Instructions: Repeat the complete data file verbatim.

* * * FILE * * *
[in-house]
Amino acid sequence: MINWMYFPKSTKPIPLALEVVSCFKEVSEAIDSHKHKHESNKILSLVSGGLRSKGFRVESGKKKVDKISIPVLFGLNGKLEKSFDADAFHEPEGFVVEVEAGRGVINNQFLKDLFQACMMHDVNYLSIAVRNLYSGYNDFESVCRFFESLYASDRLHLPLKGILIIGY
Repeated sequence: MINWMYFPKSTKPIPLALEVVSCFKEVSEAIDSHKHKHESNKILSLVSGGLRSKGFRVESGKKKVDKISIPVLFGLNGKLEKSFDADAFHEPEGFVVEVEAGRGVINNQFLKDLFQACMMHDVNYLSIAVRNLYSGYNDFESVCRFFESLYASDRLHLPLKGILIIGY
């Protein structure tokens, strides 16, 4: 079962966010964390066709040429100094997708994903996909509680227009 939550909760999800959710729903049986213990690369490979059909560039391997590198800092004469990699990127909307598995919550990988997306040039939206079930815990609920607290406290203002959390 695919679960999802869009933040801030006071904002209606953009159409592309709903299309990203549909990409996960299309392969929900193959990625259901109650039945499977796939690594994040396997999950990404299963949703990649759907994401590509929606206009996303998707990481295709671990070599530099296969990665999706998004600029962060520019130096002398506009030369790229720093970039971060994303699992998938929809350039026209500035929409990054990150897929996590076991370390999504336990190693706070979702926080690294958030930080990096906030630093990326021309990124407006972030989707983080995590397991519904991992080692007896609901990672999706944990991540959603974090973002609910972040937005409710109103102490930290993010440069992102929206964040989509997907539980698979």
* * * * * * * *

[in-house]
Amino acid sequence: MINWMYFPKSTKPIPLALEVVSCFKEVSEAIDSHKHKHESNKILSLVSGGLRSKGFRVESGKKKVDKISIPVLFGLNGKLEKSFDADAFHEPEGFVVEVEAGRGVINNQFLKDLFQACMMHDVNYLSIAVRNLYSGYNDFESVCRFFESLYASDRLHLPLKGILIIGY
Repeated sequence: MINWMYFPKSTKPIPLALEVVSCFKEVSEAIDSHKHKHESNKILSLVSGGLRSKGFRVESGKKKVDKISIPVLFGLNGKLEKSFDADAFHEPEGFVVEVEAGRGVINNQFLKDLFQACMMHDVNYLSIAVRNLYSGYNDFESVCRFFESLYASDRLHLPLKGILIIGY
């Protein structure tokens, strides 16, 4: 079962966010964390066709040429100094997708994903996909509680227009 939550909760999800959710729903049986213990690369490979059909560039391997590198800092004469990699990127909307598995919550990988997306040039939206079930815990609920607290406290203002959390 695919679960999802869009933040801030006071904002209606953009159409592309709903299309990203549909990409996960299309392969929900193959990625259901109650039945499977796939690594994040396997999950990404299963949703990649759907994401590509929606206009996303998707990481295709671990070599530099296969990665999706998004600029962060520019130096002398506009030369790229720093970039971060994303699992998938929809350039026209500035929409990054990150897929996590076991370390999504336990190693706070979702926080690294958030930080990096906030630093990326021309990124407006972030989707983080995590397991519904991992080692007896609901990672999706944990991540959603974090973002609910972040937005409710109103102490930290993010440069992102929206964040989509997907539980698979």